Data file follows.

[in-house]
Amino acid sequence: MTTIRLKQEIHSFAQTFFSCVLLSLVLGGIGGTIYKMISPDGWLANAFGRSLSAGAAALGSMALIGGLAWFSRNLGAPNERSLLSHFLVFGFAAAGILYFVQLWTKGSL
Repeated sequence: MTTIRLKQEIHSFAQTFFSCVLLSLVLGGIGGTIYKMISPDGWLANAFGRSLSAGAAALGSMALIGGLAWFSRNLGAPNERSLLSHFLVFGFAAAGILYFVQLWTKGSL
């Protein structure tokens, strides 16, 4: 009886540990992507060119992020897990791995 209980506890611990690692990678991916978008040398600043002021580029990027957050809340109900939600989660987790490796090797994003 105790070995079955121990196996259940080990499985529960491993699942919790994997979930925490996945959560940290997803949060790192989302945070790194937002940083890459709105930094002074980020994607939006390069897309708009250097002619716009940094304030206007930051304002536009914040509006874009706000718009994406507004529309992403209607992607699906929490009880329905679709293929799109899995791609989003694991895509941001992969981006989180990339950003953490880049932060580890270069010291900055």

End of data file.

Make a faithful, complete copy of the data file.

[in-house]
Amino acid sequence: MTTIRLKQEIHSFAQTFFSCVLLSLVLGGIGGTIYKMISPDGWLANAFGRSLSAGAAALGSMALIGGLAWFSRNLGAPNERSLLSHFLVFGFAAAGILYFVQLWTKGSL
Repeated sequence: MTTIRLKQEIHSFAQTFFSCVLLSLVLGGIGGTIYKMISPDGWLANAFGRSLSAGAAALGSMALIGGLAWFSRNLGAPNERSLLSHFLVFGFAAAGILYFVQLWTKGSL
């Protein structure tokens, strides 16, 4: 009886540990992507060119992020897990791995 209980506890611990690692990678991916978008040398600043002021580029990027957050809340109900939600989660987790490796090797994003 105790070995079955121990196996259940080990499985529960491993699942919790994997979930925490996945959560940290997803949060790192989302945070790194937002940083890459709105930094002074980020994607939006390069897309708009250097002619716009940094304030206007930051304002536009914040509006874009706000718009994406507004529309992403209607992607699906929490009880329905679709293929799109899995791609989003694991895509941001992969981006989180990339950003953490880049932060580890270069010291900055």